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William Faulkner Research Starter
Using the South as his inspiration and setting, Faulkner wrote a series of novels and stories that reflect universal human truths and conditions. He won the Nobel Prize in Literature in 1951 and is regarded as one of the greatest of American novelists.
A Rose for Emily in Reference Guide to Short Fiction
In his Nobel Prize address of November 1950, William Faulkner declared his allegiance to the heroic view of life much as though we were still living in the age of Homer: "The poet's, the writer's, duty is … to help man endure by lifting his heart, by reminding him of the courage and honor and hope and pride and compassion and pity and sacrifice which have been the glory of his past." The story "A Rose for Emily," collected in These Thirteen, poses an important challenge to Faulkner's Nobel purpose: Can this story about a pathological necrophiliac murderess really lift its reader's heart?
William Faulkner in Reference Guide to Short Fiction
Includes list of publications and bibliography of critical studies.
William Faulkner in Gothic Literature
Biographical information, works, commentary on A Rose for Emily, and bibliography.
William Faulkner in Critical Survey of Short Fiction
Includes biography, analysis of "A Rose for Emily, "The Bear", "Barn Burning", and a bibliography.
A Rose for Emily in Masterplots
A brief synopsis and critical analysis of William Faulkner’s A Rose for Emily.
William Faulkner, A Concise Biography
This overview of the biography and fiction of William Faulkner from the Famous Authors series introduces the major themes of Faulkner's poems, plays, short stories, and novels. The film contextualizes life in the American south in the first half of the 20th century; Faulkner's southern upbringing, family history, and race relations in the wake of the Civil War were a major influence on his fiction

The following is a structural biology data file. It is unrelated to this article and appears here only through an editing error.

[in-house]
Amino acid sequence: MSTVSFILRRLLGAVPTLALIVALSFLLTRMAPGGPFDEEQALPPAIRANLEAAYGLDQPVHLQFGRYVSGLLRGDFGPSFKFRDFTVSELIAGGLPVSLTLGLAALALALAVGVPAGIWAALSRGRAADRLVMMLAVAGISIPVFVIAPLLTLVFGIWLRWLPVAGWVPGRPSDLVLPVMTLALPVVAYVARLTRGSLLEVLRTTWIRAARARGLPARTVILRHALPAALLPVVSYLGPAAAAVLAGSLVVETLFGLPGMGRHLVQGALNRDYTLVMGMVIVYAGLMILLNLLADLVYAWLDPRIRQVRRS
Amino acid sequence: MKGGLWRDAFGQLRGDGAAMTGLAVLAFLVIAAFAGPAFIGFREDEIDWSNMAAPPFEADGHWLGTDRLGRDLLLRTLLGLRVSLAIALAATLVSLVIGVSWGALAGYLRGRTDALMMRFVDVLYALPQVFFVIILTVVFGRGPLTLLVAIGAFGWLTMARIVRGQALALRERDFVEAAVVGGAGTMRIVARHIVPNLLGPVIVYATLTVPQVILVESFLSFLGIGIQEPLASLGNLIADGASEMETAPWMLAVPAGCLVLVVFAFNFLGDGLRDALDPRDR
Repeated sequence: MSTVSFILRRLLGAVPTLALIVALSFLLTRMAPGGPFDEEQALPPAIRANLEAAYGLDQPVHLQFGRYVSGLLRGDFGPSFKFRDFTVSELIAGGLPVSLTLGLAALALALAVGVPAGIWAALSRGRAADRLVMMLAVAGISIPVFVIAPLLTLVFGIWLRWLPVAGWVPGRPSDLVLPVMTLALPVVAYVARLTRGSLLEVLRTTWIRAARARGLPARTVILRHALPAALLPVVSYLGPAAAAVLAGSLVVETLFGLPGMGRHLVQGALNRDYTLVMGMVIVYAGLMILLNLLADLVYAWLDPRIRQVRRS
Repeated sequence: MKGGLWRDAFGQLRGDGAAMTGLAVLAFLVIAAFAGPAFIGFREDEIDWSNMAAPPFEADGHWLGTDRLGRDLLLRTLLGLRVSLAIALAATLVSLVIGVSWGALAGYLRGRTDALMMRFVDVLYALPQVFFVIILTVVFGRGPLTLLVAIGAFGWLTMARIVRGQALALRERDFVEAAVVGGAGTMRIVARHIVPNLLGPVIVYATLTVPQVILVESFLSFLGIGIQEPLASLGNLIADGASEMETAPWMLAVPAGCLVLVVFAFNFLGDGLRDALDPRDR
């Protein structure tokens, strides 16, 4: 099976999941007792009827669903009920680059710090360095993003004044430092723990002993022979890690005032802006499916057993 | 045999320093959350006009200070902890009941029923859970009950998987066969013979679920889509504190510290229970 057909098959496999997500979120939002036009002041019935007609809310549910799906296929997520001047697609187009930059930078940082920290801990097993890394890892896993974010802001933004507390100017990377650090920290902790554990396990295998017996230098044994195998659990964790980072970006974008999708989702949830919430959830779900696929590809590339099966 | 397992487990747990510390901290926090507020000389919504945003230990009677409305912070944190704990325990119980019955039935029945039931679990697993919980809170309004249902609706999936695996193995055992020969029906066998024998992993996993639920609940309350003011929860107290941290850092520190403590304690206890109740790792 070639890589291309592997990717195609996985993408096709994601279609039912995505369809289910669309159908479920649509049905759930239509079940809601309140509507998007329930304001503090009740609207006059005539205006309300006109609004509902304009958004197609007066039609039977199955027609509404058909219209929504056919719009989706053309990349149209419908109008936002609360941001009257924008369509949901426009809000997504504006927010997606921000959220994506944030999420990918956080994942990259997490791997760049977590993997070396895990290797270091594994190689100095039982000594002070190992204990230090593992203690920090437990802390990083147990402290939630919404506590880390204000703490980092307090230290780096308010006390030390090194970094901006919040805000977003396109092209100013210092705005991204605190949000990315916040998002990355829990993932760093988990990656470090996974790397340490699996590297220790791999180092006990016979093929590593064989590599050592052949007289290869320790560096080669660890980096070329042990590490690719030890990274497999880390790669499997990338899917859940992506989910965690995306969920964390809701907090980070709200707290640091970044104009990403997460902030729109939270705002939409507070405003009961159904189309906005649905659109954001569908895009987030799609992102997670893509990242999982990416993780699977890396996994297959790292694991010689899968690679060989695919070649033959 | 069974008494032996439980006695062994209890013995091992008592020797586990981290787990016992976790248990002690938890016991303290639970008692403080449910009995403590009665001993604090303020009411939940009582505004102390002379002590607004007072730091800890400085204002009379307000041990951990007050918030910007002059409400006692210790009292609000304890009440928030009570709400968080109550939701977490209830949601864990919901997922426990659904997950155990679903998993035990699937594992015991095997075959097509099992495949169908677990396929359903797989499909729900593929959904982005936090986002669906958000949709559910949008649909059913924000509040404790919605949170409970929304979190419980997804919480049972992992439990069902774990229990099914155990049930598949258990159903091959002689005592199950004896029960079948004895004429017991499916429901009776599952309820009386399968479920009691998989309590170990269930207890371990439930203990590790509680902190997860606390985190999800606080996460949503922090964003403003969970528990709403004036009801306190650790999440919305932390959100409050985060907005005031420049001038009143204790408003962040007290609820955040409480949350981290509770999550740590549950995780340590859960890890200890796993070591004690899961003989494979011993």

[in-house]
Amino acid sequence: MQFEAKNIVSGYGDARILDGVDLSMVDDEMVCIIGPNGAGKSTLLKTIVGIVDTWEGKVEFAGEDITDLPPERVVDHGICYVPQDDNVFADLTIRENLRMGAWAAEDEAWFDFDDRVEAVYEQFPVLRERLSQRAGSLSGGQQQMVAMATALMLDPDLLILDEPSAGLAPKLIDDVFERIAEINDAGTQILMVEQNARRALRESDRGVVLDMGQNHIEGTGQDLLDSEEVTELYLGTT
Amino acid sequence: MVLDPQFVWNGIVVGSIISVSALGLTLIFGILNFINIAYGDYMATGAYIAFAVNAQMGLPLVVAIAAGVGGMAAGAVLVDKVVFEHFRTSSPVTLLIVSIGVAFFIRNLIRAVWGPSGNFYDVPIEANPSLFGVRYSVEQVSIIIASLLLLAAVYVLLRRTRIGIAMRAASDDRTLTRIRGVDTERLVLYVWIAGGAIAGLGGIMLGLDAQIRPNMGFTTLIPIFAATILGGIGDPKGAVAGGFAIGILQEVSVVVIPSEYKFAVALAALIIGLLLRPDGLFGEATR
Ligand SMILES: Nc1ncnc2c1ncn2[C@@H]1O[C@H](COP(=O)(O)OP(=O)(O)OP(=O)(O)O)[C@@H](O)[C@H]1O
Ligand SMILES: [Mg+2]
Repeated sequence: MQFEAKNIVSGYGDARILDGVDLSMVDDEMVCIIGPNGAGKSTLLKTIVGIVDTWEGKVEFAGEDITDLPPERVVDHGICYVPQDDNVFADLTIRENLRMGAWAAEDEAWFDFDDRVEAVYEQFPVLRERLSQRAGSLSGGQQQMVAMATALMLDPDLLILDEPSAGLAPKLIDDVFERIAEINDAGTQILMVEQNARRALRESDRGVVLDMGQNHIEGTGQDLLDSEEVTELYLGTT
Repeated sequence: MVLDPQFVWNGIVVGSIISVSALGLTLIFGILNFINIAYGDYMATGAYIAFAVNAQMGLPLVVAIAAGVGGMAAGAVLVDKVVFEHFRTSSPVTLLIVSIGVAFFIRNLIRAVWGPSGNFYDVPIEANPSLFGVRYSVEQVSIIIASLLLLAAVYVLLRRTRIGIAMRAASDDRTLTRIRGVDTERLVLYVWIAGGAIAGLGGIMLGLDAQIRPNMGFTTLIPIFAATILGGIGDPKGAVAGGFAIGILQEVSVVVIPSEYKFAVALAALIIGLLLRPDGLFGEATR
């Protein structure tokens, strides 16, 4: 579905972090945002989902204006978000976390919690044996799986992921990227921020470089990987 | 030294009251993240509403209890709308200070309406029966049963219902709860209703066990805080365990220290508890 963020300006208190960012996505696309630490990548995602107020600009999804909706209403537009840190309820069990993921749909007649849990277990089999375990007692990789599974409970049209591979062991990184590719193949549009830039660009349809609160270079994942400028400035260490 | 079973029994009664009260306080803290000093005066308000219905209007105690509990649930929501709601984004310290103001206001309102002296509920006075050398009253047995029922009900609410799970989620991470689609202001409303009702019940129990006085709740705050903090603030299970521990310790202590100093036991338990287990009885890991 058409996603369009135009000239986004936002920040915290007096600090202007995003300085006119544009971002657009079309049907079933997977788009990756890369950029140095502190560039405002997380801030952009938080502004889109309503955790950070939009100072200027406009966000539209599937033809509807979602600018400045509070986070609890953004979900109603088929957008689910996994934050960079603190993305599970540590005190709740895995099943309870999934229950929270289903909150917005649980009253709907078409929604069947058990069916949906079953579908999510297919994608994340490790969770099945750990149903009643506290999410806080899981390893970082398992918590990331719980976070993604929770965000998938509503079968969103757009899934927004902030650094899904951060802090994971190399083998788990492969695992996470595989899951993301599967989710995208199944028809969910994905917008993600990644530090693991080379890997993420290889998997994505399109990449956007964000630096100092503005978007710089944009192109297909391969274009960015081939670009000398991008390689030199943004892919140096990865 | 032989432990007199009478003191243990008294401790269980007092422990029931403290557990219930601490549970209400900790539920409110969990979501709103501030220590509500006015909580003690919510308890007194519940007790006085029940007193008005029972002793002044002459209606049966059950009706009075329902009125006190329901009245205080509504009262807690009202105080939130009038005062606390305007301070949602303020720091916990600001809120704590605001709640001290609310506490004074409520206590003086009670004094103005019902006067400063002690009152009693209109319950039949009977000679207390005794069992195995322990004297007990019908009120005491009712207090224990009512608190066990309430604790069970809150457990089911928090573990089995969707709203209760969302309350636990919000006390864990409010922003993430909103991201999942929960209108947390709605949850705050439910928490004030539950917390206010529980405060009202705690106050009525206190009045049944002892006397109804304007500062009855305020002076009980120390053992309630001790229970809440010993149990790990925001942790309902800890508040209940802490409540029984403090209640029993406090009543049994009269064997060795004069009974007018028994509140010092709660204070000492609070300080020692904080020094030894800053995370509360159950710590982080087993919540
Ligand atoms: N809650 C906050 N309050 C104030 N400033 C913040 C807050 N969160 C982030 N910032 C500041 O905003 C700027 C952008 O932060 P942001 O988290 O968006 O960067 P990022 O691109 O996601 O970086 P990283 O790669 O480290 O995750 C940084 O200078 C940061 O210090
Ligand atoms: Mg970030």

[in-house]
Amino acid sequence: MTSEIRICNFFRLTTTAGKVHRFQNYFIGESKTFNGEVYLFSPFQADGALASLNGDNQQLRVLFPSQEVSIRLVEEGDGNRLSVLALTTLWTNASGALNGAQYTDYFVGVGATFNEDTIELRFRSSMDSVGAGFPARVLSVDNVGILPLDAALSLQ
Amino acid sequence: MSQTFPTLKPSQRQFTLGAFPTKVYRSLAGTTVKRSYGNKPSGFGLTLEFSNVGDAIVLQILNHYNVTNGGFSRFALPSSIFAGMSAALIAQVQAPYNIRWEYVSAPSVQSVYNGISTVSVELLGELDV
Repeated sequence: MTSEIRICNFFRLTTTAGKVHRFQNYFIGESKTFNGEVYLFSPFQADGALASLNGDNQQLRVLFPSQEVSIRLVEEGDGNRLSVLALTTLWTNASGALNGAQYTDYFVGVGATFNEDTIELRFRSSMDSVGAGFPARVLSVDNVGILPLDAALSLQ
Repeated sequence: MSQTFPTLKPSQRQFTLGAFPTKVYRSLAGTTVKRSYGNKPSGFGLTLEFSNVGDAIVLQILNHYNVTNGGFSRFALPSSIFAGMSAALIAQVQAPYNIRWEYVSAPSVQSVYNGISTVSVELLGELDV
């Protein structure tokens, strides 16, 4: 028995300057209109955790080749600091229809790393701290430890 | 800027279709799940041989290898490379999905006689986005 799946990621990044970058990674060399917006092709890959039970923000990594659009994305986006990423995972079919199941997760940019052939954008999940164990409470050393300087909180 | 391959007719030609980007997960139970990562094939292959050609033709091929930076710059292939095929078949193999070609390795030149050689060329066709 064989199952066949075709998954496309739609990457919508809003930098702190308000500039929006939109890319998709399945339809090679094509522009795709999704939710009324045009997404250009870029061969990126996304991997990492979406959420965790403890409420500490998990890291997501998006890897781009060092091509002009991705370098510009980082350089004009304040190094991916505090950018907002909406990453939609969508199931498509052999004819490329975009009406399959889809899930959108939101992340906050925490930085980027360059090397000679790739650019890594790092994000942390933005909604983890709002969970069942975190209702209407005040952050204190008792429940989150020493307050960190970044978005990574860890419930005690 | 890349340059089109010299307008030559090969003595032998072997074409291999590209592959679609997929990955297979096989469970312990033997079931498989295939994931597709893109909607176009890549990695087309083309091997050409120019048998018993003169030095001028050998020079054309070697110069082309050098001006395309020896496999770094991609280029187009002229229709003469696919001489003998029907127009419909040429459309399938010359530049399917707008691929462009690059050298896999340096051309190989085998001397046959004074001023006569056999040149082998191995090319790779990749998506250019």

This program beautifully recounts William Faulkner's life and the great literary works it produced, exploring his affinity for the tragic and whimsical aspects of a decaying, racially fractured South. Beginning with the author's birth in New Albany, Mississippi, the video describes his early military and romantic ambitions; his family life, alcoholism, and stints in Hollywood; and his eventual garnering of the Nobel Prize, Pulitzer Prize, and National Book Award-all within the framework of his vast literary output.
William Faulkner's Barn Burning
Abe Snopes (Tommy Lee Jones) is a Southern tenant farmer whose unrelenting and violent nature proves to be his undoing in William Faulkner's Barn Burning